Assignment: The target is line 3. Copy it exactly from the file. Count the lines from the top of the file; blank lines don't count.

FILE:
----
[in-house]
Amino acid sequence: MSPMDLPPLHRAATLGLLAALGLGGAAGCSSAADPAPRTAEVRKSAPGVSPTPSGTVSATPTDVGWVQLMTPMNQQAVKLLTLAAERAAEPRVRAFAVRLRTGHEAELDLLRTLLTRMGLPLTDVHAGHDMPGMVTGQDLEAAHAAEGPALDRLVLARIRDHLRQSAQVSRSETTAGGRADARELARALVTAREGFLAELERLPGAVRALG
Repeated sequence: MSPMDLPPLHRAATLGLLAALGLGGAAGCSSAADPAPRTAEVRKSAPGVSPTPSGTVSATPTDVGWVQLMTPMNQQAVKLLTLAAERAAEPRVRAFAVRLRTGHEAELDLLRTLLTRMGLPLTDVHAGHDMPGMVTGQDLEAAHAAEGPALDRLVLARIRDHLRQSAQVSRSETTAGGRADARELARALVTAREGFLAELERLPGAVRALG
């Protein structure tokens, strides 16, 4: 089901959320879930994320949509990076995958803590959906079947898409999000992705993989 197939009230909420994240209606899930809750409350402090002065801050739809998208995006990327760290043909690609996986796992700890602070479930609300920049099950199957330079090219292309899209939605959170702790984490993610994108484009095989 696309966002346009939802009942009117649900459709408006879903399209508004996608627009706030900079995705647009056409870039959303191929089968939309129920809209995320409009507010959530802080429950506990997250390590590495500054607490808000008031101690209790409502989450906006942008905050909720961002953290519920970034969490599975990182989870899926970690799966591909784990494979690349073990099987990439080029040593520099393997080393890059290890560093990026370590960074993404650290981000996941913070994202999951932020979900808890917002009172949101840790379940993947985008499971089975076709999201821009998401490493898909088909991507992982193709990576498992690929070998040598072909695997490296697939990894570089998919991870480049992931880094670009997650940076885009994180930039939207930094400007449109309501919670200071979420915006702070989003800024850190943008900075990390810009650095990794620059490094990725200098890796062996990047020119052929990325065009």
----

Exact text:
Repeated sequence: MSPMDLPPLHRAATLGLLAALGLGGAAGCSSAADPAPRTAEVRKSAPGVSPTPSGTVSATPTDVGWVQLMTPMNQQAVKLLTLAAERAAEPRVRAFAVRLRTGHEAELDLLRTLLTRMGLPLTDVHAGHDMPGMVTGQDLEAAHAAEGPALDRLVLARIRDHLRQSAQVSRSETTAGGRADARELARALVTAREGFLAELERLPGAVRALG